and my parents are really happy
about it, so I think now

is the perfect time
to ask them for permission

for us to go out on a date.

A date-date?


Your parents wouldn't even
let us pick up trash together.

They're never gonna let me
take you out on a date.

Never say never.

Are you still going fishing
with your dad this weekend?

Not just fishing,

My dad's taking me camping, so
I can earn another merit badge.

He thinks I'm gonna make
Eagle Scout before I turn 16.

You can come
if you want.

I can't.

I'm gonna hang out
at my big brother's apartment.

We're gonna do guy stuff.

"Guy stuff"?

Well, you know, stay up late,
talk about girls,

not take showers, talk about
girls, eat bad food...

...talk about girls.


Man, my brother doesn't
even talk to me.

You are so lucky.

What's wrong with you?

What makes you think
there's something wrong?

Oh, my mistake.

You often sit around
in your pajamas

eating Cocoa Puffs
in the middle of the afternoon.

I'm a little depressed.

And you hide it so well.

This morning,

when I was shaving, I realized
that Shana's going to NYU.

You told her to go.

I know, but now
she's really going.

She's looking for
a place to live,

and there's nothing
I can do to stop her.

So you two will have to have
a long distance relationship,

that's all.

I mean, a lot
of people do it.

Well, long distance
relationships never work out.

She'll leave, I'll stay,
and for the rest of my life,

I'll always think of her
as the one that got away.

So you're
saying that

after the millennium,
there won't be any toilet paper?


Stop that.

Y2K is serious.


Where did you hear that?

My friend Ben.

He has a computer
and he surfs it.

You mean he surfs the Web?

That's what I just said.


So what about
Ben's parents?

Don't they monitor
what he does on the computer?

No, and he's on the computer
all the time.

You know what I think
you should do

to prepare for the millennium?

Stay away from Ben.

I didn't ask you out
just to thank you.

I have ulterior

And a good vocabulary.


You were saying?

I've had a crush on you
since the ninth grade.

Every time I worked up enough
courage to ask you out,

you were always dating someone.

I'm single now.

I know.

Do you know Susan Gertz

from our school?

Maybe that's why she and her
friends have been

staring at us
since they came in.

Could you excuse me
for just one second?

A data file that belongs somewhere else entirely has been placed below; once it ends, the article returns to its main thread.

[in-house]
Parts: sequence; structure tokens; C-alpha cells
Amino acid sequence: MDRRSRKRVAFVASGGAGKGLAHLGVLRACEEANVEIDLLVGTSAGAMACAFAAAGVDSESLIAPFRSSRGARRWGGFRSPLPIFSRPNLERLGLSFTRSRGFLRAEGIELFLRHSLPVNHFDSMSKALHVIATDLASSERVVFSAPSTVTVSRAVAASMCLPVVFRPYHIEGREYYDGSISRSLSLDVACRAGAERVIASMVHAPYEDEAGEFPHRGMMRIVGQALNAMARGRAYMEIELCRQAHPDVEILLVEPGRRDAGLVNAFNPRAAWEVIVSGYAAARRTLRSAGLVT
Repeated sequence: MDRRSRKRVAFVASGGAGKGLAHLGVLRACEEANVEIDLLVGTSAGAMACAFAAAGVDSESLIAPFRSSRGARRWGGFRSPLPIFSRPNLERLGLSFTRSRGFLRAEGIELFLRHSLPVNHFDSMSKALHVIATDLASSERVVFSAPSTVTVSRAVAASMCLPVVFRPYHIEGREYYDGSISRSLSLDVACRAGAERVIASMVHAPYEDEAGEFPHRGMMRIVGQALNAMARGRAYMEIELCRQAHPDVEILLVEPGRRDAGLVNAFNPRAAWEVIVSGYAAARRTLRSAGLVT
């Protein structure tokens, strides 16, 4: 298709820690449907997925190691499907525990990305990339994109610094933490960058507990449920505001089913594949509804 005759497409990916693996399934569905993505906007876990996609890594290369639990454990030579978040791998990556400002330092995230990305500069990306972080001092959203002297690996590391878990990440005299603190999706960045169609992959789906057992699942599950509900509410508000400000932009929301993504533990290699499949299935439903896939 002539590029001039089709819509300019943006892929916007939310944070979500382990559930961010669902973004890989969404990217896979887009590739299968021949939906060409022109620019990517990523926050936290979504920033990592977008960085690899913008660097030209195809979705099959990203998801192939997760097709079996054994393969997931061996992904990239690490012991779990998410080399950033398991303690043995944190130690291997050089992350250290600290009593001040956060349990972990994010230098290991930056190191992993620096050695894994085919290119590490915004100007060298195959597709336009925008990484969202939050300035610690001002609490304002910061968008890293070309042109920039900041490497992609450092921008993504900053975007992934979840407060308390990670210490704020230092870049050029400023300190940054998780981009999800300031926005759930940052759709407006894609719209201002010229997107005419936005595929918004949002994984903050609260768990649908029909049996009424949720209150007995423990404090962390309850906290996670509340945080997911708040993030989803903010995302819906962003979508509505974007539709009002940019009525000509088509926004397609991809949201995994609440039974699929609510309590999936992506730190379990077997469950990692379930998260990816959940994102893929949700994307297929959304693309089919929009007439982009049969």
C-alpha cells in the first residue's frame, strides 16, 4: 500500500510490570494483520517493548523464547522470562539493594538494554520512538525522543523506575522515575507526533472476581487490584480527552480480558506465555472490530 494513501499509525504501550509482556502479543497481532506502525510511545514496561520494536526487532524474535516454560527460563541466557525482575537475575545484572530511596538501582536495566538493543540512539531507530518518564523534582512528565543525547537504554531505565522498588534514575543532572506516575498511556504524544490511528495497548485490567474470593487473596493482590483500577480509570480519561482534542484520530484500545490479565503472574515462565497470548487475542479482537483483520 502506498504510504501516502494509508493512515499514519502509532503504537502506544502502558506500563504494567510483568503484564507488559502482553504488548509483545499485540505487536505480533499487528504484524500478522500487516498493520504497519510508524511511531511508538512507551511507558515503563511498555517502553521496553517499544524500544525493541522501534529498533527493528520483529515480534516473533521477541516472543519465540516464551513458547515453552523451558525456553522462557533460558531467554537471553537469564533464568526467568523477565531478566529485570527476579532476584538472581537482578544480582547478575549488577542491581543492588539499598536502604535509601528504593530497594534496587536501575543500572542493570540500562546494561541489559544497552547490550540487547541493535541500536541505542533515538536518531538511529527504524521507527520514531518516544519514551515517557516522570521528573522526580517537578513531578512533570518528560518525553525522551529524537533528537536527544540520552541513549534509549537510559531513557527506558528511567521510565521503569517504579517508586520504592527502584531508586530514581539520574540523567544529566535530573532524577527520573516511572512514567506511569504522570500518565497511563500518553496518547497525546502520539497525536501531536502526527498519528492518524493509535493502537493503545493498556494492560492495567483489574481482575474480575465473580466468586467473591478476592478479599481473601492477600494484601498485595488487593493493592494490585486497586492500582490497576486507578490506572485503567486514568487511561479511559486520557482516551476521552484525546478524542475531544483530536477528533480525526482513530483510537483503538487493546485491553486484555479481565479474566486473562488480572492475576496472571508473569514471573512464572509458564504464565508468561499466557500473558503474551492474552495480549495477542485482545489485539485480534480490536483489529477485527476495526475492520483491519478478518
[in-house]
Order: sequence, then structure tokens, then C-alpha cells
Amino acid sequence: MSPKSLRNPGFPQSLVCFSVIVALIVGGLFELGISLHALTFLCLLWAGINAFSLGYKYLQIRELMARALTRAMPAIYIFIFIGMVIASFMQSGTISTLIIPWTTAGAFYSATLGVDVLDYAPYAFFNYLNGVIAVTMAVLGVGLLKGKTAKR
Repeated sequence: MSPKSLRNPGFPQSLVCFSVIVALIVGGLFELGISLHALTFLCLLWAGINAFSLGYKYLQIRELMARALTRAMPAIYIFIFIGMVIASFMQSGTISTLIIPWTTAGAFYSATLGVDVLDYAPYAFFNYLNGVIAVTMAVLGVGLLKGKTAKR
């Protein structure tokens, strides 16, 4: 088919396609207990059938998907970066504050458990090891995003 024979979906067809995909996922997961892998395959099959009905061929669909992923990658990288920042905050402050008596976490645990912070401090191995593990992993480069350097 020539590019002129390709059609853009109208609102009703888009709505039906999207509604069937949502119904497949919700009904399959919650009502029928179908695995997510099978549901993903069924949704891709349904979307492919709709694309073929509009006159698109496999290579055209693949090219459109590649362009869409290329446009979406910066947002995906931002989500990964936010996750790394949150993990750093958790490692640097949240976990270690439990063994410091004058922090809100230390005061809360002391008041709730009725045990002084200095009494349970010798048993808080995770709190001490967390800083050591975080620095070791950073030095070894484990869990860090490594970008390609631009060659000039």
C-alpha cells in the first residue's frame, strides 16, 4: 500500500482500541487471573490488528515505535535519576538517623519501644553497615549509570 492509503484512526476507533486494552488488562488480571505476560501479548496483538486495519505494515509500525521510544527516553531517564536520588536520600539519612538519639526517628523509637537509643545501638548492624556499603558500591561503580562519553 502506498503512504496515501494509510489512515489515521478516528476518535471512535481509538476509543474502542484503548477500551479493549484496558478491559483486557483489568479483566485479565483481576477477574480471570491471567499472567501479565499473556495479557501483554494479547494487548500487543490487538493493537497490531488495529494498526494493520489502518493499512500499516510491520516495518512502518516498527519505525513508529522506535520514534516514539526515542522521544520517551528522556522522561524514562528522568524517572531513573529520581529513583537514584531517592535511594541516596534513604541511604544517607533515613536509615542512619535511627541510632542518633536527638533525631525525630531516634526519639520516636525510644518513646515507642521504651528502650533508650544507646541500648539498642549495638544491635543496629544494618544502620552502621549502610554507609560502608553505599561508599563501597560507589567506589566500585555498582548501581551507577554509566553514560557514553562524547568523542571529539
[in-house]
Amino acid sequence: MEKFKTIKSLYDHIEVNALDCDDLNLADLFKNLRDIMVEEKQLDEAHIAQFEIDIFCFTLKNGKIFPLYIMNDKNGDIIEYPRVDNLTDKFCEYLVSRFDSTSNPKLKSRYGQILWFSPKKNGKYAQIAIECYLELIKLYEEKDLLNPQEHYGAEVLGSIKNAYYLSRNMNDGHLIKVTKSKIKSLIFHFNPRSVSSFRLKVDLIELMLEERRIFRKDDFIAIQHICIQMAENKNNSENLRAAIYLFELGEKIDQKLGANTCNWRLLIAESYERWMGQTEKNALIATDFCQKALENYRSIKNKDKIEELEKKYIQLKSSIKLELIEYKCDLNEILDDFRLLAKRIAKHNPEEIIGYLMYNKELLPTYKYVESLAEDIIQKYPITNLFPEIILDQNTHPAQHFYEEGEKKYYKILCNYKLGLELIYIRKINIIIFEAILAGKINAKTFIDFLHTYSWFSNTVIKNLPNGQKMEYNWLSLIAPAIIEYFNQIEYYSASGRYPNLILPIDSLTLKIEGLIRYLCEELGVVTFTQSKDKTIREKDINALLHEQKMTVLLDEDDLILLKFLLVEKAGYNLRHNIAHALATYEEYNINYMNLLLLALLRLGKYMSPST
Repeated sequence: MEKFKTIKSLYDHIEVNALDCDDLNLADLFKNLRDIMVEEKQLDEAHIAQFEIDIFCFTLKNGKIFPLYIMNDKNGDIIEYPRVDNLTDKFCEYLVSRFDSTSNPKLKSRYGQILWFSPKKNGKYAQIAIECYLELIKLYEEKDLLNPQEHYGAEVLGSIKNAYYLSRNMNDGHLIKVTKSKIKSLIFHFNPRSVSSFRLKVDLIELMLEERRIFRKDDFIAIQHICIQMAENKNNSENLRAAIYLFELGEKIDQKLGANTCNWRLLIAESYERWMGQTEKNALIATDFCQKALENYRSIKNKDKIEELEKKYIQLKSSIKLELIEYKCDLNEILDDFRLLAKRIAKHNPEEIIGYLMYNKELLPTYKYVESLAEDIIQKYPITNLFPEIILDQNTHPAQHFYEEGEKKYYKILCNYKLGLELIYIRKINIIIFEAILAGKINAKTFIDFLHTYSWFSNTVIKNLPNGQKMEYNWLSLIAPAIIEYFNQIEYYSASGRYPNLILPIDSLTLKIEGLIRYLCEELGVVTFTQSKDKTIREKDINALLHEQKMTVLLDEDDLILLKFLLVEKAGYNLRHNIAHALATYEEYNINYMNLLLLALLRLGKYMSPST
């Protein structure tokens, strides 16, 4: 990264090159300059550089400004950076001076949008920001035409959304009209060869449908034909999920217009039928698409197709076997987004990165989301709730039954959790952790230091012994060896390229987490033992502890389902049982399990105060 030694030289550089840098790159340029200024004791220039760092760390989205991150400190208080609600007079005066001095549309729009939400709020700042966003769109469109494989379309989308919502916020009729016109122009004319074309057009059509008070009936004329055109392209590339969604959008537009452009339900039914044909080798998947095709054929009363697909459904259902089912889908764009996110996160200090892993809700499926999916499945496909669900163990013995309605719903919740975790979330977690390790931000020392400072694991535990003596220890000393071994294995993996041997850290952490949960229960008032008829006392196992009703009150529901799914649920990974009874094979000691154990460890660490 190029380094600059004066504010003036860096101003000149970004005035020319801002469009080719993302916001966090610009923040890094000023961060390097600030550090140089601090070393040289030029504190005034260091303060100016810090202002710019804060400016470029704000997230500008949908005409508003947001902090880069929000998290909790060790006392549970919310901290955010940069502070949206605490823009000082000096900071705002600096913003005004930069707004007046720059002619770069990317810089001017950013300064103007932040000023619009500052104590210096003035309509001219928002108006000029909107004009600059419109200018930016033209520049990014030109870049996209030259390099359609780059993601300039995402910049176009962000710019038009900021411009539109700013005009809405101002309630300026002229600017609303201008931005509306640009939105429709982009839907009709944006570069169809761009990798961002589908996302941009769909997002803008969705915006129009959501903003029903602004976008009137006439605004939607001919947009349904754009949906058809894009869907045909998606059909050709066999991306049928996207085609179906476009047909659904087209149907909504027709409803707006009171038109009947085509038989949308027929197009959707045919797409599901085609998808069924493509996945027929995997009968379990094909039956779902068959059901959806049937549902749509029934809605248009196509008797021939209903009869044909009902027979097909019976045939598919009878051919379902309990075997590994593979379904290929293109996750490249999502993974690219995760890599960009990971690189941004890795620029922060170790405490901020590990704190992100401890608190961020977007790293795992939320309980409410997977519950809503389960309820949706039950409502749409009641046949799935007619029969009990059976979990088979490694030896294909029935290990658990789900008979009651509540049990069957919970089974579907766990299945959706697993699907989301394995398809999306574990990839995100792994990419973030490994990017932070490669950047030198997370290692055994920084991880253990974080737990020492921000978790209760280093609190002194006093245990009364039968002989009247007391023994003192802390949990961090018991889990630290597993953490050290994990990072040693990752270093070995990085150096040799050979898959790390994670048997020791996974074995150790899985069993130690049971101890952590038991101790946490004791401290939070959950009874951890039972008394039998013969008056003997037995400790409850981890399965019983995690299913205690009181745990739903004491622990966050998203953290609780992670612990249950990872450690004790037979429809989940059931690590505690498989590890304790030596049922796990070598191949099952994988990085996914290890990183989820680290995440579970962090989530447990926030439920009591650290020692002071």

Hi. This is not

what you think it is.

I think we all know
exactly what this is.

You blew off the
project to have burgers

with some guy.

What kind of woman are you?

Is this a bad time

to ask for a favor?
-Uh, it depends on the favor.

I was thinking
that since I'm doing

so well
at the diversion program,

maybe I could have
permission to go out

on a date tomorrow with Robbie.

We won't go far,

just out to the pool
hall or something.

I don't think so.

But you and Mom told me that
if I did well at the program,

you'd let me go out with Robbie.

We said we'd consider it.

Then consider it.



He's been in trouble.

So have I.

If you go out with Robbie
and something

bad happens,
you could get kicked out

of diversion program
and face sentencing.

Dad, come on.

I'm not going to change
my mind on this one.

Why am I working so hard

if-if you're never
going to trust me?

Or never let me go out
on a date or have fun?

I mean, what's
the point?

You're not being fair.

Neither are you.

Hello? Dad,
is that you?

Yes, honey, it's me.

We've been so worried.

I know; I called Phoenix
and I talked to Ginger's son.

Well, Ginger's here.

That's what her son said.

Well, where have you been?

Well, I was on the way
to Glenoak,

then I saw a sign
for the Sagebrush Motel.

Remember the motel that

your mother and I used
to stay at when we took

our fishing trips together?
-Yes, I know the Sagebrush.

I just couldn't
resist the impulse

to take a little trip
down memory lane.

But when I got to the motel,
it was so late

that I just decided to get
a room and stay the night.

He stayed last night
at the Sagebrush Motel.

Where is he now?

Where are you now?

I don't really know.

Well... don't worry,
I'll have Eric come and get you.

Why would you do that?

Because you don't know
where you are.

Oh, honey, I don't know
what city I'm in,

but I know how to get
to Glenoak from here.

Listen, give Ginger my love,
and I'll see you soon.

- He's on his way here.

Thank goodness.

I'm so relieved.

What is it?

It's just that he sounded
so... normal.

Like he always does.

Like my dad.


-Oh, sweetheart.
-Hello, sweetheart.

Hi buddy, good
to see you.

Come here, come here.

I was so worried.

-Are you okay?

-I'm fine. I'm fine.
-Well, that's good.


Um, Ginger, could I
talk to Dad alone?


Is something
wrong with Eric?

-Is it his heart again?

Well, then what is it?